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Embrace the ebbs and flows of the month-end cycle

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The relentless procession of month-ends may make you feel like you are on a production line, a slave to the financial rhythm. But with this orderly pattern of work comes many benefits.

15th Jun 2022
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There is a curious phenomenon among management accountants. It may not be exclusive to them but is very noticeable in the finance department: the year seems to pass at astonishing speed. The rest of the world seems to watch the days go by, relishing each moment and the passing seasons. But in the parallel warp-speed universe of finance the year is merely broken up into blocks of 12 months. You’re either hurtling into a month-end or on the way out, ticking endless lists of tasks for completion of the ledgers. It’s a bit like that scene in Ben-Hur (the Charlton Heston one, not the horrendously bad recent remake) where the hortator (there’s a new word for you) beats the drum on the Roman ship to set the speed of the rowers. It builds up to a crazy ramming speed before it winds down on completion. The ebbs and flows.

But the regularity is good. People are comfortable with repetition as it marks out your working pattern. There is satisfaction when tasks are finished and reconciliations are complete for month-end. My body’s biological clock is tuned to those days. Holidays have to be planned for weeks in advance. Every unplanned absence has a noticeable ripple effect in the department.

Rhythm of life

Month-ends are vital. They draw a line for checks and balances, and act as a pause button in the world of commerce in order to take stock of where we’re at and where we’re heading. It is a health check for the company, so to speak. The financial month-end process is when the finance department collects, reviews and reconciles transactions and financial activity from the previous period to ensure accuracy and compliance, while maintaining data integrity for planning, performance and forecasting.

In my wet-behind-the-ears days I remember working at an engineering company in Manchester. It was my first proper job where I learned about cost accounting. The people were brilliant, but the company itself was flawed in much of its working, the most noticeable being that it did not have a month-end process. The weeks and months just flowed into one another and besides the weekly payroll, accounts payable and receivable, there was little evidence of any other financial closure. It performed no meaningful analysis. The head of finance had worked his way through the ranks with little appreciation of forecasting techniques and budgets. As long as the orders came in and we were getting them through the door on time things were tickety-boo.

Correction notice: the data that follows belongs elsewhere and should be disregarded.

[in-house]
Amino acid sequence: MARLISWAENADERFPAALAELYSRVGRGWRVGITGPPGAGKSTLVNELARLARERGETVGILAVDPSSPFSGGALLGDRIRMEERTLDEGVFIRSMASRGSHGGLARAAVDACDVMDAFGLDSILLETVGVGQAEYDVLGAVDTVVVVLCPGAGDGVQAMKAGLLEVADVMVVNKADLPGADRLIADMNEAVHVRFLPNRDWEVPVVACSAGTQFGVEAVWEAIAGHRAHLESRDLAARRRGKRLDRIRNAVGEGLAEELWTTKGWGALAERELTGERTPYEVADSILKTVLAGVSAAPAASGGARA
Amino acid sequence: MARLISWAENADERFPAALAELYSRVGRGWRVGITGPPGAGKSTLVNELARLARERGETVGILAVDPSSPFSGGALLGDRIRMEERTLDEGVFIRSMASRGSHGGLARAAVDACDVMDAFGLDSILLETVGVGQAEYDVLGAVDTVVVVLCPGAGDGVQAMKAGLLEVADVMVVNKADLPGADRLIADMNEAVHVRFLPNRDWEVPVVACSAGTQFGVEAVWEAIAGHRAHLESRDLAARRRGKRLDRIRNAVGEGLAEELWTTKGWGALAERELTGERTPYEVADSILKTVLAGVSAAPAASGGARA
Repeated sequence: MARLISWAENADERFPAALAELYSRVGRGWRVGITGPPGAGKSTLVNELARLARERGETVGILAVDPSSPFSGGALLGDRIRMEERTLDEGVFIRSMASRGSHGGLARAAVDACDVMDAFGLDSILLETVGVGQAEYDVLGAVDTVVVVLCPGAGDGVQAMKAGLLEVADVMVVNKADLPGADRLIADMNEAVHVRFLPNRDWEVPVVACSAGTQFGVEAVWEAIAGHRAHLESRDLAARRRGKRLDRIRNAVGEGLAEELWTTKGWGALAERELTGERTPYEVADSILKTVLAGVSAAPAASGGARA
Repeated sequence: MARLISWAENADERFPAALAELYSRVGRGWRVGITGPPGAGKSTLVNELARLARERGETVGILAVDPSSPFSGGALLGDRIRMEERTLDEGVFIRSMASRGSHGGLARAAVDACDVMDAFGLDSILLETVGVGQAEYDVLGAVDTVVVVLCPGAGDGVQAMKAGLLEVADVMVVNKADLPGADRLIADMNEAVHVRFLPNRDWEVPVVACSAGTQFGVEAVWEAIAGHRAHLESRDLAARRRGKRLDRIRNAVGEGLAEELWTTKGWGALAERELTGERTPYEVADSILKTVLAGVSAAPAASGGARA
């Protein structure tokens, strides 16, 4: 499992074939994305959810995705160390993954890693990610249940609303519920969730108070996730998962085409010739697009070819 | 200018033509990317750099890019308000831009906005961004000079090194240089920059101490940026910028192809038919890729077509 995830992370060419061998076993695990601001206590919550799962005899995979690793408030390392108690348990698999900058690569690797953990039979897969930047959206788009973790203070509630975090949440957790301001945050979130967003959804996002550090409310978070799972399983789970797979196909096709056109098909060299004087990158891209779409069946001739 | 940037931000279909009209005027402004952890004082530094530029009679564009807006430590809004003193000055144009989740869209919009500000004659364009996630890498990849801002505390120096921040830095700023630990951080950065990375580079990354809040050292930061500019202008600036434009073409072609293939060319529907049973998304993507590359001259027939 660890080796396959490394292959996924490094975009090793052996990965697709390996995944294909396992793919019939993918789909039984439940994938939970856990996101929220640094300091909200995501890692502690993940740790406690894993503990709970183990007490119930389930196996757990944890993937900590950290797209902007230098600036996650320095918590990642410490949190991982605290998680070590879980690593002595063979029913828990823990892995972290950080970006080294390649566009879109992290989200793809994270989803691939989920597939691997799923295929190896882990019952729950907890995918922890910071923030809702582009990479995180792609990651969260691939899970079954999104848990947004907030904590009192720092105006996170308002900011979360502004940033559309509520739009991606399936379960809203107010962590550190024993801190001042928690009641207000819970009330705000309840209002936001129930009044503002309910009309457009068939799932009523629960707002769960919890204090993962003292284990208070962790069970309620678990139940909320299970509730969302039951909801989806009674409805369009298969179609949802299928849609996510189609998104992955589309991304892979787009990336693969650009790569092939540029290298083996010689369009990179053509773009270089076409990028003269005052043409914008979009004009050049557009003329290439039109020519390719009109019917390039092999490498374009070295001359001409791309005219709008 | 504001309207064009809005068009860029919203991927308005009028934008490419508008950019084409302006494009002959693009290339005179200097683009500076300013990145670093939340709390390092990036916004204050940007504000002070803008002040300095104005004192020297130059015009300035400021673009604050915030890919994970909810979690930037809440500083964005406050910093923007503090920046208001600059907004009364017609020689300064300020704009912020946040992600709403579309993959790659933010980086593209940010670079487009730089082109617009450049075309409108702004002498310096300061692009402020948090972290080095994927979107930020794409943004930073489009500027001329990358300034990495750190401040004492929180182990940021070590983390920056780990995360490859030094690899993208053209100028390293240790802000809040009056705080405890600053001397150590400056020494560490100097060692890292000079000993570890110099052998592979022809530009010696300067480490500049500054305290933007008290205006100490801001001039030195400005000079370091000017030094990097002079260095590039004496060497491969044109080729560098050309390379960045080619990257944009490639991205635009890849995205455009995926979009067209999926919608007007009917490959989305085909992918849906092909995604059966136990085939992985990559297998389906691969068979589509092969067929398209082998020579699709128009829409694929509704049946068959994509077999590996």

With hindsight it came as no surprise that the company went bust. The product we made was too expensive and there was little emphasis on monthly performance. Thankfully I had moved on by the time the company closed down but many good people lost their jobs.

The lack of monthly or periodic financial analysis bred a culture of denial and ignorance.

Practices make perfect 

So, it comes back to the usual cliches of the finance department. Responsibility and ownership of your performance is vital to a healthy and progressive organisation. As management accountants we are the key to this process and the communication that must be permeated consistently through the organisation.

The best practices for month-end would include the following and not in any particular order:

  • Accuracy: Being particular about the data information you are handling, the relevance and materiality.
  • Time management: Knowing and meeting your deadline, working efficiently. Setting daily checklists and goals for the effective and accurate closure of month-end.
  • Know your contacts: Management accountants need to know who their contacts are, where information is coming from and the people who are relevant for the information.
  • Relationships with key staff: By building relationships with people across the organisation you can understand the source of information and the value and accuracy of it.

By nurturing this culture of working as a team the month-end process will be organised, effective and efficient. The drawbacks are there for the month-end process. It is repetitive and cyclical. No sooner have you finished one month-end than another one rears its head. But there is comfort in that. Familiarity brings with it some contentment.

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paddle steamer
By DJKL
15th Jun 2022 14:48

Catch with month end reporting is its repetition can mean those that are supposed to take heed just nod everything through with little thought.

We no longer bother, but then we are pretty unique, few debtors, few creditors relative to our turnover (rents we receive) and pretty certain income and costs, so I can monitor pretty well by keeping a note of the total bank balances on a daily basis (the three days I am here), effectively our balances tend to range across a £200k band throughout the year ( due to tax payments in January, July, October and December) so I only get agitated if we look like dropping below my lower estimate. (which we don't these days)

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